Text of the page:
Wednesday, July 27, 2011

Dorrington's First Encounter with the Unknown

 For people who had never travelled more that a few kilometres from their home, the first leg of their journey in a covered wagon must have seemed extraordinary. Please on as Jack tells us of his disappointment.
Only we weren’t!
       When the wagon stopped and the flaps were lifted Madge shouted, “This here’s no New South Wales. It’s only Woolwich. It’s where that no good sailor thought he could hide. But….”
Before she could say another word, the geezer appeared and started shouting at some redcoats who’d come out of the fog that covered everything.
“Get these women out of the wagon and down to the end of the pier quickly. Make sure they stay together. I don’t want any of them thinking they can escape.”
There was no chance of that. Those redcoats shoved us this way and that down a path of wooden planks. One of them decided to get a bit fresh with me mum. He asked her name and told her his was Higgins before he pinched her on the bottom. She let out a yelp so I kicked him in the shins.  He swore, grabbed hold of me and lifted me clear off the ground.
“Ya’ little swine!”
            I kicked again and got him in the belly. That made him let go of me. I fell in a heap on the planks. The geezer came rushing to see what was going on.
            “Get to your feet, boy. Do you know the punishment for striking one of His Majesty’s officers?” I shook my head as he poked me with his silver topped cane. “No! I thought not. You’ll not do it again or I’ll have you thrown into an orphanage. Your mother will have to go to New South Wales without out you.”
            Me mum started to cry. “Please, no! He’s all I’ve got. Besides he was only protecting me from this man.” She pointed at Higgins, but all the geezer said was “Hrrump,” and waved his stick as he bustled back into the fog.
He was waiting for us at the top of some steps.
“Down you go!” he ordered. There was a little boat bobbing about against the bottom step. Mad Sarah refused to move so Higgins picked her up and carried her down. Me and Joe and our mums ran down after him and sat ourselves down on a hard wooden seat that went across one end of the boat. Elsie and Dolly followed us but Madge stood at the top of the steps with her arms folded across her chest.
            “I’m not going anywhere in that thing. It’s too small.”
            The geezer prodded her with his silver topped cane. “Move woman,” he roared, but she wouldn’t budge. Higgins and another redcoat got behind her and pushed as hard as they could till she toppled over. She rolled down the stairs and into the boat sending water splashing up all around it. The two redcoats followed her down as the geezer shouted to the sailors to move off. They put their oars in the water and we began to move away from the steps into the fog.
            We didn’t have far to go before we came smack up against a great wooden wall with a rope ladder hanging over it.
            “Up you go,” Higgins said to me and Joe as the sailors lifted their oars and took hold of the ladder so we could climb on to it. It swung about a bit but we worked our way up it. When we got near the top some hands reached down and pulled us the rest of the way. We found ourselves standing on the deck of a huge ship.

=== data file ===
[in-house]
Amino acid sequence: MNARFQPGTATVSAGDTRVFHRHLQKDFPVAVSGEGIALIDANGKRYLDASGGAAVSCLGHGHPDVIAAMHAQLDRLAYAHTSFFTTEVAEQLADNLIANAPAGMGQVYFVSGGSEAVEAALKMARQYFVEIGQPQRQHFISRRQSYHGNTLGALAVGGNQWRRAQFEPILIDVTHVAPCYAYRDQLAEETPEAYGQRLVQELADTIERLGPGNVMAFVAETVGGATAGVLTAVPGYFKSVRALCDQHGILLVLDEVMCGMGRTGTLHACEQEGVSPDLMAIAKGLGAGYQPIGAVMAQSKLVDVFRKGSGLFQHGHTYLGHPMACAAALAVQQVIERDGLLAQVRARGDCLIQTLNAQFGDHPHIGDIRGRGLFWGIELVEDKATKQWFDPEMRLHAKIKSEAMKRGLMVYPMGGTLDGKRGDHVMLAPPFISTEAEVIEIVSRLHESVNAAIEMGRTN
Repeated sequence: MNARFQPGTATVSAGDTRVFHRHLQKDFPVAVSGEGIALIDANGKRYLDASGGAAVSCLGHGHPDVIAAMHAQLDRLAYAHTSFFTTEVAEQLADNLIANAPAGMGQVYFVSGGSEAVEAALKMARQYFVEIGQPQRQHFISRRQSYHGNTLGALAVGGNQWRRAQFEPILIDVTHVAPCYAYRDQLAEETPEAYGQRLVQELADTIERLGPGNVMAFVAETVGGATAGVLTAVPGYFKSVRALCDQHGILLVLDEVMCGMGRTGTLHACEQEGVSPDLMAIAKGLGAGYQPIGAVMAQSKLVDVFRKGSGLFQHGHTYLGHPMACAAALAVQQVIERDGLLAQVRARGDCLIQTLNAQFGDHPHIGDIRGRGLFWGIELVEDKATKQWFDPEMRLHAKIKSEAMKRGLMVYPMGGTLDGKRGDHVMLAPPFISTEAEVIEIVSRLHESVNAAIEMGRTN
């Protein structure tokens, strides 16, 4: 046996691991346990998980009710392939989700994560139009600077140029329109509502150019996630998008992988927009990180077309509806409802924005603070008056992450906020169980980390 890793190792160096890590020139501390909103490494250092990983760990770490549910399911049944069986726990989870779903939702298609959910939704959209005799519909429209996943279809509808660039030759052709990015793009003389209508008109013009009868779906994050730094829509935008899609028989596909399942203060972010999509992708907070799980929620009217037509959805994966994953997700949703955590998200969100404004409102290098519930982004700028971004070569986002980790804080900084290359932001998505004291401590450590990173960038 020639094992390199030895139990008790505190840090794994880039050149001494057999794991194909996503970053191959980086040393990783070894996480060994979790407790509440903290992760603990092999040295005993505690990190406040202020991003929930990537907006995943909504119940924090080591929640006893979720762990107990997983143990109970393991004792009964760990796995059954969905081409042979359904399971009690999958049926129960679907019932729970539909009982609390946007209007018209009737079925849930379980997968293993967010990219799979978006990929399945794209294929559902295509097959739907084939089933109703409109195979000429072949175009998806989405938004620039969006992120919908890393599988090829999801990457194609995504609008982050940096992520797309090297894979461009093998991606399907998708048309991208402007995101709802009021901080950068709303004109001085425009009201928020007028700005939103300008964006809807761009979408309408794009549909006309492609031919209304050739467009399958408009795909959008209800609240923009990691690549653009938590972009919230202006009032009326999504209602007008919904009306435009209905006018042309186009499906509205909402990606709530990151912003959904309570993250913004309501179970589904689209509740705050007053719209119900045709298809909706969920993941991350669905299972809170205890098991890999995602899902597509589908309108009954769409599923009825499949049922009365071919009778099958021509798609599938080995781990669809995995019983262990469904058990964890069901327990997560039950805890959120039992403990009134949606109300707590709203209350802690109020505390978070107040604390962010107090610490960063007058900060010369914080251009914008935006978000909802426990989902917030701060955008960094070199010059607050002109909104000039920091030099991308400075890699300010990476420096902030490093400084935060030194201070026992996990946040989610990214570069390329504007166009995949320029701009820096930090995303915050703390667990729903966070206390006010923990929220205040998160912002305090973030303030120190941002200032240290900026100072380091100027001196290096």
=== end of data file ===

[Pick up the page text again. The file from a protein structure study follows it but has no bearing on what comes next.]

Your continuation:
Me mum and Mary helped Dolly up the ladder and Elsie scrambled up after them but Mad Sarah had to be prodded and poked by Higgins before she’d move at all. When she was half way up she decided she wasn’t going any further. Eventually one of the sailors from the ship had to scurry down and drag her the rest of the way. She hissed and spat at him like a frightened cat. Madge didn’t give the redcoats or the sailors any trouble as she made her own way up the ladder on to the deck.
            There were more redcoats on the ship lining us up in rows and telling us to be quiet as more women were brought out to the ship. The last to come on board was the geezer who was met by an angry man in a long black coat with lots of shiny buttons and a three cornered hat on his head.  
"How dare you bring women out to my ship in such a wretched condition. They’re covered in filth and their clothes are rags. I want none of their vermin infecting my clean ship. Do something about it.”
“I gave orders that they were to be properly dressed, Captain,” the geezer said in a much quieter voice than he used on us.
“Then you should have seen to it that your orders were obeyed.” The captain turned his back on the geezer and stood in front of us.
“I am the captain of this ship, the Lady Penrhyn, and while you are here you will obey me and my officers at all times. You will not fight among yourselves. You will keep yourselves clean and you will not have anything to do with my crew.”
Behind me Madge muttered, “Scurvy lot! Wouldn’t touch them if you paid me.”
The captain heard her.
“You speak when I’m talking, woman, and you’ll spend the journey in the coal hole.” He waited till there was real quiet. Then he roared. “Do you know what that’s like?” Madge didn’t answer. “It’s a pitch black hole full of coals for the galley. And anyone one of you that misbehaves will spend time in there. Do I make myself clear?” With that he turned on his heel and disappeared through a door at the end of the ship.
 The geezer’s face was still pretty red when he ordered the redcoats to get us below.


  1. I will mention this read to all the fans of historical fiction I know!

  2. The story of Australia's beginnings is not as well known as it should be even among Australians. I hope that Dorrington's story of his incredible journey will go a little way to rectifying that